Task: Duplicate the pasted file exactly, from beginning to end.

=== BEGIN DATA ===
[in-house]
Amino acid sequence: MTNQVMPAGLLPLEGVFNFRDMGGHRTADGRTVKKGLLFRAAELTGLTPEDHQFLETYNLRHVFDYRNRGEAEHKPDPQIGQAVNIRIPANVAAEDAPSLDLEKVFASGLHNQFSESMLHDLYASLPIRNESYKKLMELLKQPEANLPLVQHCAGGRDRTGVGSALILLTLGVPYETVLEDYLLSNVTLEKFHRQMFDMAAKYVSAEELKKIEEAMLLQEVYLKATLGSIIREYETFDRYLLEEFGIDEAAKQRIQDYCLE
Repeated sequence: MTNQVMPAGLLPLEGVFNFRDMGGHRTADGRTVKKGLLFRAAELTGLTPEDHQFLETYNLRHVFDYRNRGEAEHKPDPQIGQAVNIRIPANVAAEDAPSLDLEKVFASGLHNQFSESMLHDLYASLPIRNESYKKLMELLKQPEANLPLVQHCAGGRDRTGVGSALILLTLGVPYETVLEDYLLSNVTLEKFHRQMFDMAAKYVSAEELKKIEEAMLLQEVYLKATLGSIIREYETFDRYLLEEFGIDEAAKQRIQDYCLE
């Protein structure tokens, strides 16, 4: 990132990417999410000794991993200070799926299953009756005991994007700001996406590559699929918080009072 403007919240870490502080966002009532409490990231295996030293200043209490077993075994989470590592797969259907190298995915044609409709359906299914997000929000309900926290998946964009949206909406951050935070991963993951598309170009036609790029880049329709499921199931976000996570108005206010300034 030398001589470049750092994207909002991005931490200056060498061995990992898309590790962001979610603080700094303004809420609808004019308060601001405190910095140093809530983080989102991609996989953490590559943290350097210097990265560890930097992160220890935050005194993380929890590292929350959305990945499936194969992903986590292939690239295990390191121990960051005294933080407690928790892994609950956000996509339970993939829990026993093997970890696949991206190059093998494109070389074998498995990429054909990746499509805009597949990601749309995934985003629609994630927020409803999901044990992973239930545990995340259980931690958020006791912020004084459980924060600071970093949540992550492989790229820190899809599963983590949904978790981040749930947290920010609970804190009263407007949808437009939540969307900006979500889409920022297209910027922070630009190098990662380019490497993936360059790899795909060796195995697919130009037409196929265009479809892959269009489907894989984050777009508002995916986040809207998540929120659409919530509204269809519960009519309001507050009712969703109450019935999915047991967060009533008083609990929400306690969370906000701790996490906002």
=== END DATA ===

[in-house]
Amino acid sequence: MTNQVMPAGLLPLEGVFNFRDMGGHRTADGRTVKKGLLFRAAELTGLTPEDHQFLETYNLRHVFDYRNRGEAEHKPDPQIGQAVNIRIPANVAAEDAPSLDLEKVFASGLHNQFSESMLHDLYASLPIRNESYKKLMELLKQPEANLPLVQHCAGGRDRTGVGSALILLTLGVPYETVLEDYLLSNVTLEKFHRQMFDMAAKYVSAEELKKIEEAMLLQEVYLKATLGSIIREYETFDRYLLEEFGIDEAAKQRIQDYCLE
Repeated sequence: MTNQVMPAGLLPLEGVFNFRDMGGHRTADGRTVKKGLLFRAAELTGLTPEDHQFLETYNLRHVFDYRNRGEAEHKPDPQIGQAVNIRIPANVAAEDAPSLDLEKVFASGLHNQFSESMLHDLYASLPIRNESYKKLMELLKQPEANLPLVQHCAGGRDRTGVGSALILLTLGVPYETVLEDYLLSNVTLEKFHRQMFDMAAKYVSAEELKKIEEAMLLQEVYLKATLGSIIREYETFDRYLLEEFGIDEAAKQRIQDYCLE
């Protein structure tokens, strides 16, 4: 990132990417999410000794991993200070799926299953009756005991994007700001996406590559699929918080009072 403007919240870490502080966002009532409490990231295996030293200043209490077993075994989470590592797969259907190298995915044609409709359906299914997000929000309900926290998946964009949206909406951050935070991963993951598309170009036609790029880049329709499921199931976000996570108005206010300034 030398001589470049750092994207909002991005931490200056060498061995990992898309590790962001979610603080700094303004809420609808004019308060601001405190910095140093809530983080989102991609996989953490590559943290350097210097990265560890930097992160220890935050005194993380929890590292929350959305990945499936194969992903986590292939690239295990390191121990960051005294933080407690928790892994609950956000996509339970993939829990026993093997970890696949991206190059093998494109070389074998498995990429054909990746499509805009597949990601749309995934985003629609994630927020409803999901044990992973239930545990995340259980931690958020006791912020004084459980924060600071970093949540992550492989790229820190899809599963983590949904978790981040749930947290920010609970804190009263407007949808437009939540969307900006979500889409920022297209910027922070630009190098990662380019490497993936360059790899795909060796195995697919130009037409196929265009479809892959269009489907894989984050777009508002995916986040809207998540929120659409919530509204269809519960009519309001507050009712969703109450019935999915047991967060009533008083609990929400306690969370906000701790996490906002």